Duncan Scott on a medley mission - Photo by Georgie Kerr, courtesy of British Swimming
Duncan Scott on a medley mission – Photos by Georgie Kerr, courtesy of British Swimming

“The quality of this team is exceptionally high and the recent selection trials illustrated how dedicated each swimmer has been to earning their selection for Tokyo throughout what has undoubtedly been a very challenging period. Congratulations to everyone and we look forward to watching you all in action in Tokyo.”

Mark England – image – Duncan Scott on his way to Olympic selection at trials earlier this month, courtesy of Georgie Kerr, for British Swimming

Speaking of the quality of the team selected to travel to Japan, British Swimming Performance Director and Swimming Team Leader for Tokyo, Chris Spice, said: “What an amazing week of racing we just witnessed at the iconic London Aquatic Centre. We had several stand out performances and personal bests at every turn. We have over 40% athletes on the team that were not with us at our last World Championships in 2019 which demonstrates the outstanding work coaches and support staff across Britain have done keeping these athletes training to the highest of levels in very challenging circumstances during the last 18 months.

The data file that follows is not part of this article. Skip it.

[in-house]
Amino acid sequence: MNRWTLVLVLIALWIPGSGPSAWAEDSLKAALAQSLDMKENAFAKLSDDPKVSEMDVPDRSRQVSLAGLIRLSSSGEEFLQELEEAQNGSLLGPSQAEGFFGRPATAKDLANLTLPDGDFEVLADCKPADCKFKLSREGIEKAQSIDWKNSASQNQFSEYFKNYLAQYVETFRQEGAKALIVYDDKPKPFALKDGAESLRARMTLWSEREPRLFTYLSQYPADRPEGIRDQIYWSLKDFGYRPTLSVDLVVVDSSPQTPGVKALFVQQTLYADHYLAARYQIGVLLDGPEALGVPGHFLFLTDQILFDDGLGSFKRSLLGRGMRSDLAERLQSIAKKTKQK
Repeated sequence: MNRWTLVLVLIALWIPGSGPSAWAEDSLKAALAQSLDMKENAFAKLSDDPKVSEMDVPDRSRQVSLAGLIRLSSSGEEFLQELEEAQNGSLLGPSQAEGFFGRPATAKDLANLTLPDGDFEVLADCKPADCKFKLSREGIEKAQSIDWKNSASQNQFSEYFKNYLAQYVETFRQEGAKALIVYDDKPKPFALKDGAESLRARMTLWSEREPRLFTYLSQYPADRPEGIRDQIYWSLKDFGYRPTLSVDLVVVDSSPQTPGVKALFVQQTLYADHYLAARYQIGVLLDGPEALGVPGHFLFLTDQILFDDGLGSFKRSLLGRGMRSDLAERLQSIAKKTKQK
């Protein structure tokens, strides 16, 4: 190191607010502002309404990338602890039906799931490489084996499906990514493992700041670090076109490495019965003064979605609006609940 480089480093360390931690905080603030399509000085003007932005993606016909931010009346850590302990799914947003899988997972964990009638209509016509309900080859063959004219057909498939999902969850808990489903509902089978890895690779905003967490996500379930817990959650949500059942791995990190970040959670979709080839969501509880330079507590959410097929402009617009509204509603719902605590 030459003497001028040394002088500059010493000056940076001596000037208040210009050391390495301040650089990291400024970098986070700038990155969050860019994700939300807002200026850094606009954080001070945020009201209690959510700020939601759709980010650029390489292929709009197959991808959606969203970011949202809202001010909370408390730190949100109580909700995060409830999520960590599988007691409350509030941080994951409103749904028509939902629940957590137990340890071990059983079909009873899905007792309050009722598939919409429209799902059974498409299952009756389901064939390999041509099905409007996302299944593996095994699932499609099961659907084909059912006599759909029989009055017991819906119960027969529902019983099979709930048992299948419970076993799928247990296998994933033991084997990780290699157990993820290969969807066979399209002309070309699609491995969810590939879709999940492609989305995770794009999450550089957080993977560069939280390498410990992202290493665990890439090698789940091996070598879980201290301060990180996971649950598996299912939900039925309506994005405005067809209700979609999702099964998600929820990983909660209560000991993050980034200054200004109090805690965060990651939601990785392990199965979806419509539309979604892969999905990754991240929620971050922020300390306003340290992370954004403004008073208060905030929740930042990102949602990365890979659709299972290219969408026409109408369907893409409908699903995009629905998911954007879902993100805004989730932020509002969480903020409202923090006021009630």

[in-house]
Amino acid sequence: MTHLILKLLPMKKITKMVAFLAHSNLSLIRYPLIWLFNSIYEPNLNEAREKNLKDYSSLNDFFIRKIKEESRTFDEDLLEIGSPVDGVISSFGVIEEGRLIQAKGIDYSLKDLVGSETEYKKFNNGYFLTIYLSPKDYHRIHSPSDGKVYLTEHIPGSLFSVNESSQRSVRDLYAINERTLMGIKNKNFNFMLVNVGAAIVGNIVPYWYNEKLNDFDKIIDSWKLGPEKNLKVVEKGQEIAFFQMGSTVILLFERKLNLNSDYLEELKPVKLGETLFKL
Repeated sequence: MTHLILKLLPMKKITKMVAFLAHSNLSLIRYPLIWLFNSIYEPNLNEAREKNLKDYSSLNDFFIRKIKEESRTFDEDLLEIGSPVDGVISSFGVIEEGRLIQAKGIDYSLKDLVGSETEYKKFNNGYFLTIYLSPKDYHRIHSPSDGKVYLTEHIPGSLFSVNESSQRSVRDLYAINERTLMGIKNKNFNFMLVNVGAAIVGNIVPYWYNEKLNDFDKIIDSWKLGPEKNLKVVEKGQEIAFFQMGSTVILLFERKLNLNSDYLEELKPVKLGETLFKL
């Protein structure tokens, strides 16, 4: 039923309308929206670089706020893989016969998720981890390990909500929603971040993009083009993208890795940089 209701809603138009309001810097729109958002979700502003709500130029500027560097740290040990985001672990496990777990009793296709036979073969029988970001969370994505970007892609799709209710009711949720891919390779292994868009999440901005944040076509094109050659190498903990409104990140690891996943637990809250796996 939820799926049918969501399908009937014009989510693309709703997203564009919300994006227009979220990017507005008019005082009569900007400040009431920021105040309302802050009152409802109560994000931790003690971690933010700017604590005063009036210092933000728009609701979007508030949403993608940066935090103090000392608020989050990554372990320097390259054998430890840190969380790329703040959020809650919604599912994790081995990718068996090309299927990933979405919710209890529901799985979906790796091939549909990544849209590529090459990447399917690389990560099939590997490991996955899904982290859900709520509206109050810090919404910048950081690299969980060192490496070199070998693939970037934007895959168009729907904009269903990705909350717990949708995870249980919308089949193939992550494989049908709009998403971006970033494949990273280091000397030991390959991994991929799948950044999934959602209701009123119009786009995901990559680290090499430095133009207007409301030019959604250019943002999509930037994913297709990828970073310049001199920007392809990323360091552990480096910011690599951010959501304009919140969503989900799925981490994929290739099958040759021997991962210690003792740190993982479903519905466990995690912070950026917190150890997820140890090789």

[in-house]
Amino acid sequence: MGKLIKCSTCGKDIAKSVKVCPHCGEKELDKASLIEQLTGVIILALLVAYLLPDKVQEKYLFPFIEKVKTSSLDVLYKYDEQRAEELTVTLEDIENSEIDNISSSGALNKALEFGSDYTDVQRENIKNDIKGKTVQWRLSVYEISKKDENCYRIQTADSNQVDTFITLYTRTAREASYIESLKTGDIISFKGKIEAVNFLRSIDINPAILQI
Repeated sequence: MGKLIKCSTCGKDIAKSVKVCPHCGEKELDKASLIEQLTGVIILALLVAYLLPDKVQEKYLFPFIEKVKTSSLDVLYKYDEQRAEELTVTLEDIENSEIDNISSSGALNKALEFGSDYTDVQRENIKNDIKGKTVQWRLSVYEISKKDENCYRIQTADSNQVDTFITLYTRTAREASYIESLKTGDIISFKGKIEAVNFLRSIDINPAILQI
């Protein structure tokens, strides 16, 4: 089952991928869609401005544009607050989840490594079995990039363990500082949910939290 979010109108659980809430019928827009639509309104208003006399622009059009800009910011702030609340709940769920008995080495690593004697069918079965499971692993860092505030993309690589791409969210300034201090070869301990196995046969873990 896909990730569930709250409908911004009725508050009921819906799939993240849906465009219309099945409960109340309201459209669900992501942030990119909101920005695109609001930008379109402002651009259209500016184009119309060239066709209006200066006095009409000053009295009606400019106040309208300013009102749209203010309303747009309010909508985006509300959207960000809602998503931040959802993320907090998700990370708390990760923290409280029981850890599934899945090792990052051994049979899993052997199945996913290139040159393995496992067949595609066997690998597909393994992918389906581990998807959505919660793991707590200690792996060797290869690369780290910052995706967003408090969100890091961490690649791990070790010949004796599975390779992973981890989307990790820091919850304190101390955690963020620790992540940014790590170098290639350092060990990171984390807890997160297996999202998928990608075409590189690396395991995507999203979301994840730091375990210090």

“Of course, our work has only just begun and we now turn our attention to swimming faster in the summer which I know every athlete on this team is capable of. If we do this I am sure we can have a very successful Tokyo Games.”

Chris Spice – image – Molly Renshaw, courtesy of Georgie Kerr, for British Swimming

Whilst the bulk of the team is now confirmed, further swimmers may be added in June as per the third and final phase of the selection policy; subsequent additions will come courtesy of performances at the European Championships and other identified meets, with a primary focus on bolstering the potential for relay medals.

The final qualifying event for the Marathon Swim will take place from 19-20 June in Setubal, Portugal, with any athletes who qualify to be named in the weeks following.

Mark England noted the Olympic champion on the squad – Adam Peaty – and the other Olympic medallists, namely Scott, James Guy and other relay swimmers – and swimmers with the fastest times in the world this year.

So far were the missing words: as encouraging as British trials were in London the week before last, the world’s top two swimming nations, the United States and Australia, have yet to race rested and will not do so until June, at Olympic trials.

More later…